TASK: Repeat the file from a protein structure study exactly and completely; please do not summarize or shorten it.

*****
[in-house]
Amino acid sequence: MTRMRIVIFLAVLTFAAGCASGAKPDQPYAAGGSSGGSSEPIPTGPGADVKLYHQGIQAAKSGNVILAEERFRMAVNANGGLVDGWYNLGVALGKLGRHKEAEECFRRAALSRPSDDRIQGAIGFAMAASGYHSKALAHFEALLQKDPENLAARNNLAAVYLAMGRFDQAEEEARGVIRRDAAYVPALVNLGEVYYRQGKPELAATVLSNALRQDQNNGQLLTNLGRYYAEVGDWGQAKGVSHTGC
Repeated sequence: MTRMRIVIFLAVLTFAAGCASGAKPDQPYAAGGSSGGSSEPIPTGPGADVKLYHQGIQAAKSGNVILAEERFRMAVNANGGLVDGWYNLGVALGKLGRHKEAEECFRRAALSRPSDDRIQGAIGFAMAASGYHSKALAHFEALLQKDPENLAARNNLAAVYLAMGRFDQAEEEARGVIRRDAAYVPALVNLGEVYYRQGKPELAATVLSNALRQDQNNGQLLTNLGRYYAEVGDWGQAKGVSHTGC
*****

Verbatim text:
[in-house]
Amino acid sequence: MTRMRIVIFLAVLTFAAGCASGAKPDQPYAAGGSSGGSSEPIPTGPGADVKLYHQGIQAAKSGNVILAEERFRMAVNANGGLVDGWYNLGVALGKLGRHKEAEECFRRAALSRPSDDRIQGAIGFAMAASGYHSKALAHFEALLQKDPENLAARNNLAAVYLAMGRFDQAEEEARGVIRRDAAYVPALVNLGEVYYRQGKPELAATVLSNALRQDQNNGQLLTNLGRYYAEVGDWGQAKGVSHTGC
Repeated sequence: MTRMRIVIFLAVLTFAAGCASGAKPDQPYAAGGSSGGSSEPIPTGPGADVKLYHQGIQAAKSGNVILAEERFRMAVNANGGLVDGWYNLGVALGKLGRHKEAEECFRRAALSRPSDDRIQGAIGFAMAASGYHSKALAHFEALLQKDPENLAARNNLAAVYLAMGRFDQAEEEARGVIRRDAAYVPALVNLGEVYYRQGKPELAATVLSNALRQDQNNGQLLTNLGRYYAEVGDWGQAKGVSHTGC